Our latest food share from the community farm contained tat soi, also known as spinach mustard or spoon mustard. The plant is great for our clime, since its leaves hug the ground in a rosette fashion, allowing the plant to avoid the worst of the frosty night air, and some plants can even continue to be harvested under a small layer of snow! You eat the leaves and stems like other salad greens.
The share of tat soi came with a wonderful recipe for a salad, which we recently made. This salad was the hit of the dinner. That probably had something to do with the fresh farm ginger that also went into the recipe. Anyway, thanks to Andrea Yoder of Harmony Valley Farm in Viroqua, Wisconsin, for this winner. Here’s the farm’s website.
½ of a large head of tat soi, greens and stems washed and dried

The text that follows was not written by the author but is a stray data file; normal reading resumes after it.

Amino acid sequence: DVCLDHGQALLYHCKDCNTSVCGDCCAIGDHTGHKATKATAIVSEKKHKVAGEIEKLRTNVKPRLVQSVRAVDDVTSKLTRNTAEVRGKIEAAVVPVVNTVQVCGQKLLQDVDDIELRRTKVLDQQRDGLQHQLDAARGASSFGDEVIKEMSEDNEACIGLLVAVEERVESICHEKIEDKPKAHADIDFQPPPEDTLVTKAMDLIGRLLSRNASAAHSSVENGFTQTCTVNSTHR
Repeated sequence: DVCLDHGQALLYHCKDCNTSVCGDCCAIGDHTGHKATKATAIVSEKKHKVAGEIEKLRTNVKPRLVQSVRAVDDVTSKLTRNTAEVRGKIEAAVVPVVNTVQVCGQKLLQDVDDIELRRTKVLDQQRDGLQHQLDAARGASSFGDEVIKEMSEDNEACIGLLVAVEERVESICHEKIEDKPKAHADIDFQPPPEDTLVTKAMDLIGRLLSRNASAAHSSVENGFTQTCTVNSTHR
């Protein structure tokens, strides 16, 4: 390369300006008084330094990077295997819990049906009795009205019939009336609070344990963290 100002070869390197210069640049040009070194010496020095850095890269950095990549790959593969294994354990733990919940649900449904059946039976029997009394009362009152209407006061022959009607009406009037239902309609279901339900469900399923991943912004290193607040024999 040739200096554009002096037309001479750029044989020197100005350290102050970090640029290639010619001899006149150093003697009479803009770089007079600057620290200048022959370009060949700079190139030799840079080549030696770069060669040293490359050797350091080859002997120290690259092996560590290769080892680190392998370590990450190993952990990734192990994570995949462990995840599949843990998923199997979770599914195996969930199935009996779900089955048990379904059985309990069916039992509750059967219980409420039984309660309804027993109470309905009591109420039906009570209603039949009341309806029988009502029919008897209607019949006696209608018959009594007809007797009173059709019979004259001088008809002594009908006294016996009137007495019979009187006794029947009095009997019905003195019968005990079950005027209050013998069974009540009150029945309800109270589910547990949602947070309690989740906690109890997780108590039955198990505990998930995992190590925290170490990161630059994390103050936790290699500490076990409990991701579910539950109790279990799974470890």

1 medium carrot, finely shredded
Lemon zest from 2 lemons
2 Tbsp lemon juice, freshly squeezed
1 Tbsp honey
1 Tbsp fresh ginger, minced or pressed with a garlic press
4 Tbsp sunflower or olive oil
Pinch of salt
Freshly ground black pepper
¼ cup almonds, chopped and toasted
1. Prepare greens by washing and drying the leaves and stems. Cut the stems into bite-sized pieces and tear or cut the leafy portion of the plant into bite-sized pieces. Set aside.
2. Prepare the vinaigrette in a small bowl. Combine lemon zest, lemon juice, honey and ginger in a bowl. Slowly drizzle in the oil and stir to combine. This is best if you let it set for 15-20 minutes before serving so the flavors can develop.
3. When you are ready to eat, place the tat soi greens and stems along with the shredded carrot in a medium mixing bowl. Season with a pinch of salt and freshly ground black pepper. Drizzle the greens with the vinaigrette and toss to combine using tongs. The greens should be coated well but not overly saturated with vinaigrette.
4. Portion the greens onto a plate and top with toasted almonds.
Here is a picture of our salad. As you can see, we used toasted pine nuts we had on hand in place of the toasted almonds.